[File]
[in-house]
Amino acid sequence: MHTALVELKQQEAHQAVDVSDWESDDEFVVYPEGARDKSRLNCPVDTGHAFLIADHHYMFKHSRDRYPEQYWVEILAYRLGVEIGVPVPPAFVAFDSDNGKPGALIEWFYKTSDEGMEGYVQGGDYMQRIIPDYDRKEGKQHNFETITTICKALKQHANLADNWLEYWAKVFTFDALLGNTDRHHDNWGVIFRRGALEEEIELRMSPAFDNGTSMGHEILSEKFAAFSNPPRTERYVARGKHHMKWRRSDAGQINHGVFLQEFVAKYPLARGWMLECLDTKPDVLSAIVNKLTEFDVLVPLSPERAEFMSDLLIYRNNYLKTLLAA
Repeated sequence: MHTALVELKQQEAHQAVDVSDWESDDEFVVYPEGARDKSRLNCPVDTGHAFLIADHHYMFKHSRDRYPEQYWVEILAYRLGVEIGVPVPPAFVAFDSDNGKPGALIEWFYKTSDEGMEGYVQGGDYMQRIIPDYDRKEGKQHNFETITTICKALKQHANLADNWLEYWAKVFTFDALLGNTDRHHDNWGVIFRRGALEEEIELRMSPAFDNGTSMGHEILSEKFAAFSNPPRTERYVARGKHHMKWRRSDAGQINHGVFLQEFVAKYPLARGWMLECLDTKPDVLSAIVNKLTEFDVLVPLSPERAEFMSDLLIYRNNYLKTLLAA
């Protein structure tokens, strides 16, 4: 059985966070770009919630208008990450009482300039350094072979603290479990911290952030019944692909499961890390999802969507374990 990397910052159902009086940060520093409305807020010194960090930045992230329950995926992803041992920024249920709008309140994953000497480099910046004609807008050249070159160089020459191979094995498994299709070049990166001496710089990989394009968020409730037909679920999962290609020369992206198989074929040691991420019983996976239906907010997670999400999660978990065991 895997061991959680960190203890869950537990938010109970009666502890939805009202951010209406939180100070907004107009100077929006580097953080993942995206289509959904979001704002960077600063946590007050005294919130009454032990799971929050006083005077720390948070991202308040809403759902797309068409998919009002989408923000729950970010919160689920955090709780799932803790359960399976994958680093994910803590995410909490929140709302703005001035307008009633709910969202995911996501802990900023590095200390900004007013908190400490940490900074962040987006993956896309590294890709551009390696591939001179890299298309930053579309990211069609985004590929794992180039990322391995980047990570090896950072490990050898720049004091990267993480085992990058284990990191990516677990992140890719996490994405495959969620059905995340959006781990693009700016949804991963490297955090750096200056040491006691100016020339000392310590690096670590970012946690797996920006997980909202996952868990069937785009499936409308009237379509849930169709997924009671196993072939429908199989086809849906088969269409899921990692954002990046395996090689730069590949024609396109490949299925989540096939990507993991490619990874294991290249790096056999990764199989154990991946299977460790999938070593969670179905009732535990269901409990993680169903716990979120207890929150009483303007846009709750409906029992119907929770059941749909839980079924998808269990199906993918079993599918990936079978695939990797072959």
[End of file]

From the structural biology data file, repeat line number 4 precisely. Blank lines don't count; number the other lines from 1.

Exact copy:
């Protein structure tokens, strides 16, 4: 059985966070770009919630208008990450009482300039350094072979603290479990911290952030019944692909499961890390999802969507374990 990397910052159902009086940060520093409305807020010194960090930045992230329950995926992803041992920024249920709008309140994953000497480099910046004609807008050249070159160089020459191979094995498994299709070049990166001496710089990989394009968020409730037909679920999962290609020369992206198989074929040691991420019983996976239906907010997670999400999660978990065991 895997061991959680960190203890869950537990938010109970009666502890939805009202951010209406939180100070907004107009100077929006580097953080993942995206289509959904979001704002960077600063946590007050005294919130009454032990799971929050006083005077720390948070991202308040809403759902797309068409998919009002989408923000729950970010919160689920955090709780799932803790359960399976994958680093994910803590995410909490929140709302703005001035307008009633709910969202995911996501802990900023590095200390900004007013908190400490940490900074962040987006993956896309590294890709551009390696591939001179890299298309930053579309990211069609985004590929794992180039990322391995980047990570090896950072490990050898720049004091990267993480085992990058284990990191990516677990992140890719996490994405495959969620059905995340959006781990693009700016949804991963490297955090750096200056040491006691100016020339000392310590690096670590970012946690797996920006997980909202996952868990069937785009499936409308009237379509849930169709997924009671196993072939429908199989086809849906088969269409899921990692954002990046395996090689730069590949024609396109490949299925989540096939990507993991490619990874294991290249790096056999990764199989154990991946299977460790999938070593969670179905009732535990269901409990993680169903716990979120207890929150009483303007846009709750409906029992119907929770059941749909839980079924998808269990199906993918079993599918990936079978695939990797072959």